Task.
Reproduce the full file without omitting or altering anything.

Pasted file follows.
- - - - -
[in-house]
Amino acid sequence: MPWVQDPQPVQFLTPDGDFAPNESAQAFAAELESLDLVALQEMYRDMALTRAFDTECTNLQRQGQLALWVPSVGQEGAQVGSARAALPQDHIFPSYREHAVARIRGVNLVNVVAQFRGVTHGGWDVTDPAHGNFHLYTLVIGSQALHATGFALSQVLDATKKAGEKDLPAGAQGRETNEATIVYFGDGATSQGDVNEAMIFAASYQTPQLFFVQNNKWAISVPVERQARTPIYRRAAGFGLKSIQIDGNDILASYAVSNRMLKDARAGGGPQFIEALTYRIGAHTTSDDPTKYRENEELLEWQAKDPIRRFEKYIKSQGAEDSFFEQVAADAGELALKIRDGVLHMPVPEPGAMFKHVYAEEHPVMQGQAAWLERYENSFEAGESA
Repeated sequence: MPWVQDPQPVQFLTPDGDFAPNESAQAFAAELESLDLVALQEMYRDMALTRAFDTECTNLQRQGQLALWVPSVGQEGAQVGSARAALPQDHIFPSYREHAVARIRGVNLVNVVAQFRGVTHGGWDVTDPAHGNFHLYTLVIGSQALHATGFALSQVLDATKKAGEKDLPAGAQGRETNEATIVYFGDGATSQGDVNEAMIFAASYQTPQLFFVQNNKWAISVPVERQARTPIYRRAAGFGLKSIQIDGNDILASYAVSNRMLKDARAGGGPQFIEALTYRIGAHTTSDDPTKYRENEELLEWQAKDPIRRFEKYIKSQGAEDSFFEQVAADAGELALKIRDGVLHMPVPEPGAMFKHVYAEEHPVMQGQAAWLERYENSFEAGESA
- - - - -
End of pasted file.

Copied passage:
[in-house]
Amino acid sequence: MPWVQDPQPVQFLTPDGDFAPNESAQAFAAELESLDLVALQEMYRDMALTRAFDTECTNLQRQGQLALWVPSVGQEGAQVGSARAALPQDHIFPSYREHAVARIRGVNLVNVVAQFRGVTHGGWDVTDPAHGNFHLYTLVIGSQALHATGFALSQVLDATKKAGEKDLPAGAQGRETNEATIVYFGDGATSQGDVNEAMIFAASYQTPQLFFVQNNKWAISVPVERQARTPIYRRAAGFGLKSIQIDGNDILASYAVSNRMLKDARAGGGPQFIEALTYRIGAHTTSDDPTKYRENEELLEWQAKDPIRRFEKYIKSQGAEDSFFEQVAADAGELALKIRDGVLHMPVPEPGAMFKHVYAEEHPVMQGQAAWLERYENSFEAGESA
Repeated sequence: MPWVQDPQPVQFLTPDGDFAPNESAQAFAAELESLDLVALQEMYRDMALTRAFDTECTNLQRQGQLALWVPSVGQEGAQVGSARAALPQDHIFPSYREHAVARIRGVNLVNVVAQFRGVTHGGWDVTDPAHGNFHLYTLVIGSQALHATGFALSQVLDATKKAGEKDLPAGAQGRETNEATIVYFGDGATSQGDVNEAMIFAASYQTPQLFFVQNNKWAISVPVERQARTPIYRRAAGFGLKSIQIDGNDILASYAVSNRMLKDARAGGGPQFIEALTYRIGAHTTSDDPTKYRENEELLEWQAKDPIRRFEKYIKSQGAEDSFFEQVAADAGELALKIRDGVLHMPVPEPGAMFKHVYAEEHPVMQGQAAWLERYENSFEAGESA